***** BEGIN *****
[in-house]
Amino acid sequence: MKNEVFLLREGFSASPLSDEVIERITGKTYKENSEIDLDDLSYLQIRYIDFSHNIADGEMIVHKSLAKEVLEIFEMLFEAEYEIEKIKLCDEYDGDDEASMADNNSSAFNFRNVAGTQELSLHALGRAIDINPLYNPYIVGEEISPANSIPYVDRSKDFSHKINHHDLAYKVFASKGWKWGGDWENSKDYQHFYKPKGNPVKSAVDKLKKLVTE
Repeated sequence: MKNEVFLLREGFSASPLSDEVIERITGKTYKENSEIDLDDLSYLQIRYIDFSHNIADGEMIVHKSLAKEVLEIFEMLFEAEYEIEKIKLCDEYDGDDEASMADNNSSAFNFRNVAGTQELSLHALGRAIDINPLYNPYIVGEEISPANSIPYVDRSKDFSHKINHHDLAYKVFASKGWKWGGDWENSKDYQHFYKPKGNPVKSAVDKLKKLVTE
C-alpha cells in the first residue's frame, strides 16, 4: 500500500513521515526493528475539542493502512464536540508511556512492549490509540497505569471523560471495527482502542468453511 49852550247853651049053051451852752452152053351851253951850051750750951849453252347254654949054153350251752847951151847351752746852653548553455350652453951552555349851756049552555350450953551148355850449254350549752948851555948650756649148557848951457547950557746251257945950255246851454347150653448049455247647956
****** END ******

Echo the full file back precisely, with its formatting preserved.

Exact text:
[in-house]
Amino acid sequence: MKNEVFLLREGFSASPLSDEVIERITGKTYKENSEIDLDDLSYLQIRYIDFSHNIADGEMIVHKSLAKEVLEIFEMLFEAEYEIEKIKLCDEYDGDDEASMADNNSSAFNFRNVAGTQELSLHALGRAIDINPLYNPYIVGEEISPANSIPYVDRSKDFSHKINHHDLAYKVFASKGWKWGGDWENSKDYQHFYKPKGNPVKSAVDKLKKLVTE
Repeated sequence: MKNEVFLLREGFSASPLSDEVIERITGKTYKENSEIDLDDLSYLQIRYIDFSHNIADGEMIVHKSLAKEVLEIFEMLFEAEYEIEKIKLCDEYDGDDEASMADNNSSAFNFRNVAGTQELSLHALGRAIDINPLYNPYIVGEEISPANSIPYVDRSKDFSHKINHHDLAYKVFASKGWKWGGDWENSKDYQHFYKPKGNPVKSAVDKLKKLVTE
C-alpha cells in the first residue's frame, strides 16, 4: 500500500513521515526493528475539542493502512464536540508511556512492549490509540497505569471523560471495527482502542468453511 49852550247853651049053051451852752452152053351851253951850051750750951849453252347254654949054153350251752847951151847351752746852653548553455350652453951552555349851756049552555350450953551148355850449254350549752948851555948650756649148557848951457547950557746251257945950255246851454347150653448049455247647956